|For Immediate Release
March 22, 2018
|Contact: Whitney Doll
The Code Council and CNIAH sign agreement to improve plumbing and sanitation systems in Haiti
The National Plumbing Code of Haiti will be based on the Code Council’s International Plumbing Code
Washington, D.C. and Port au Prince, Haiti – The International Code Council, in collaboration with the United States Agency for International Development (USAID), signed an agreement with the Collège National des Ingénieurs et Architectes Haïtiens (CNIAH) to raise the level of plumbing and sanitation standards in Haiti.
CNIAH, in partnership with Haiti’s Ministère des Travaux Publics, Transports et Communications (MTPTC) and with the support of the USAID Local Enterprise and Value Chain Enhancement Project (LEVE), will use the Code Council’s 2015 International Plumbing Code (IPC) to develop the first National Plumbing Code of Haiti. Currently the island nation already adopts and enforces the International Building Code. The IPC is being translated into French and will be available sometime in 2018.
Phase one of the LEVE project to create a sustainable plumbing industry in Haiti was to assess and define the plumbing industry and choose the best plumbing code option for the country. The IPC was analyzed and found to meet the needs of the local industry as well as the international interests assisting to rebuild after the natural disasters Haiti has experienced.
The IPC is part of the International Codes family, a set of fifteen coordinated, comprehensive and modern building safety codes that are widely used and adopted in the U.S. and around the world. In addition, the Code Council and CNIAH will work together on training and education for governmental officials, designers, contractors and others responsible for the safe installation of plumbing systems in Haiti.
“The Code Council is a stalwart proponent of modern, regularly updated building safety codes and standards to promote the creation of safe buildings and resilient communities globally,” said Code Council Board President Jay Elbettar, P.E., CBO, LEED AP, CASp. “We are excited to be working with Haiti on this groundbreaking initiative, which will improve the lives and wellbeing of residents across the Caribbean nation.”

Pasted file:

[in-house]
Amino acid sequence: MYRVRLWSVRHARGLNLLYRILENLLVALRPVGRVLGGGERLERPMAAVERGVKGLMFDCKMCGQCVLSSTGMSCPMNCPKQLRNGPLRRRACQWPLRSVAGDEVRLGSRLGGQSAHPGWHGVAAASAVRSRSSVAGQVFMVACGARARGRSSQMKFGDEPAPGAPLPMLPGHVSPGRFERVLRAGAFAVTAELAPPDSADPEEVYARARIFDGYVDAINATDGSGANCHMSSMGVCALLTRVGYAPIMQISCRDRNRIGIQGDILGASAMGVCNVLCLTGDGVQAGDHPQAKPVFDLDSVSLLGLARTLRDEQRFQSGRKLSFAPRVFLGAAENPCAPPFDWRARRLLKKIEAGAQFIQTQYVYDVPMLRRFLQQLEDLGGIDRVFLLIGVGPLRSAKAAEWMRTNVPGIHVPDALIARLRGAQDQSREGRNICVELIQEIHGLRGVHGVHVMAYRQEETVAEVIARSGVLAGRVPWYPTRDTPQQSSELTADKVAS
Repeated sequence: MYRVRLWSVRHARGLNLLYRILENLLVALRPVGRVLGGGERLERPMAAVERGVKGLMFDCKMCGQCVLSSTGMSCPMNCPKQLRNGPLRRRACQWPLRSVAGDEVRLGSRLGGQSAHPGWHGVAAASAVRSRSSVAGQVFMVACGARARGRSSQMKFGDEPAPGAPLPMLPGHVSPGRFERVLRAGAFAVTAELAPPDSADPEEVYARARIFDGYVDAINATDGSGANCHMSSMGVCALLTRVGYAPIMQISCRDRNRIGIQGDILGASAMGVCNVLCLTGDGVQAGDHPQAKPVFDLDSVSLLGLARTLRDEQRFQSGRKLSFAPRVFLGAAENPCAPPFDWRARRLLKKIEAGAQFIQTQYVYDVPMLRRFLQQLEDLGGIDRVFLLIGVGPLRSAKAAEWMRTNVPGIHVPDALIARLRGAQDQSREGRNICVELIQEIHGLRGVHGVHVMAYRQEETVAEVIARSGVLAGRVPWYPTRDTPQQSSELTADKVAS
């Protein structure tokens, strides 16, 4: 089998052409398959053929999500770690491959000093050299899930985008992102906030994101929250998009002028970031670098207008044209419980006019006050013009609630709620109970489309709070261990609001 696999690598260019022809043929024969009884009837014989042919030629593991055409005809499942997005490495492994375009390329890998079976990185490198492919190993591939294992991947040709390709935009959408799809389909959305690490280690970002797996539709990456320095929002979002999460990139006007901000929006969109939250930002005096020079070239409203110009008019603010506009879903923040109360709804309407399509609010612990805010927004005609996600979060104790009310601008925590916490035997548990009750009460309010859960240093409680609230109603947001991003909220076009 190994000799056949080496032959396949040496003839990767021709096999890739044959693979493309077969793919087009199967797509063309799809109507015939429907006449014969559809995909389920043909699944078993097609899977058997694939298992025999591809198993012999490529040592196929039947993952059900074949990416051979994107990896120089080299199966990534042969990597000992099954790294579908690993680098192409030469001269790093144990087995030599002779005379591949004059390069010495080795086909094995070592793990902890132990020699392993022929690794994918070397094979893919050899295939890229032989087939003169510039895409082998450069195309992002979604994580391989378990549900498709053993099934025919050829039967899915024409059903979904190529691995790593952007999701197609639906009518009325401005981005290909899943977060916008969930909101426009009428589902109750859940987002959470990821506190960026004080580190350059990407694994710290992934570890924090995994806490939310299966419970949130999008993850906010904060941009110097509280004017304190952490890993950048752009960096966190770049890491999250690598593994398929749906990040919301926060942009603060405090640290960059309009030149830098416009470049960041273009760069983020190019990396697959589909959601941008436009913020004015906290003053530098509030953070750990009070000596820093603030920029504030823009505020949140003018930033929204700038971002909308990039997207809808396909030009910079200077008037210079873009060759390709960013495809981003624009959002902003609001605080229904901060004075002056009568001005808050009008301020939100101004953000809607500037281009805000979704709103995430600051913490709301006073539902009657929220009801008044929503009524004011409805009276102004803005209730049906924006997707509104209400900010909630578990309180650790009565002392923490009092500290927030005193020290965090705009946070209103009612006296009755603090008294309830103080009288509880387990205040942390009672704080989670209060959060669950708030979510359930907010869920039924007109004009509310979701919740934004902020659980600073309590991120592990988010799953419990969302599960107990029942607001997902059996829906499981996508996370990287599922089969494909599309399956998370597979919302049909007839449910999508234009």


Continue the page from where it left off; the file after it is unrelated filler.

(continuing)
“MTPTC is proud to play a major role in this important project. Delivering a safer sanitation system and raising the level of protection for the water supply is critical to every nation and its people. If we can accomplish this while uplifting an entire industry, everyone wins. We look forward to collaborating with the International Code Council to raise the level of awareness of plumbing codes, standards and professional practice,” said the Director General of MTPTC Charles Raymond Pierre, Eng.
“Haiti joins a long list of countries who use the I-Codes as a basis for their building safety codes. Through this partnership, we look forward to helping Haiti build their national plumbing code and train the officials that maintain the system,” said Code Council Chief Executive Officer Dominic Sims, CBO.
About the International Code Council
The International Code Council is a member-focused association. It is dedicated to developing model codes and standards used in the design, build and compliance process to construct safe, sustainable, affordable and resilient structures. Most U.S. communities and many global markets choose the International Codes.
About the Ministère des Travaux Publics, Transports et Communications (MTPTC)
MTPTC is the central body whose mission is to design, define and concretize the policy of the Executive Authority in the fields of public works, transport, communications, drinking water, energy and all the other areas defined by the law.
About the Collège National des Ingénieurs et Architectes Haïtiens (CNIAH)
CNIAH was created by presidential decree on March 24, 1974, with the mission of providing a networking and lobbying platform to the professionals of the construction sector. CNIAH is also the entity that is supposed to certify all working permits in the fields of engineering and architecture as well as to regularize the sector.
About the USAID Local Enterprise and Value Chain Enhancement project
The USAID-funded Local Enterprise and Value Chain Enhancement (LEVE) project strives to increase economic growth and employment opportunities in Haiti. LEVE will expand opportunities for micro, small and medium enterprises (MSMEs) to generate employment for Haitian men, women and youth in the three development corridors: Port-au-Prince, Saint-Marc and Cap-Haïtien. LEVE will improve the competitiveness of key sectors: construction, apparel and textile, and agribusiness, working with select value chains with the most potential for growth. The LEVE project’s main component in the construction sector is to increase MSMEs access to a productive labor pool with relevant skills and competencies.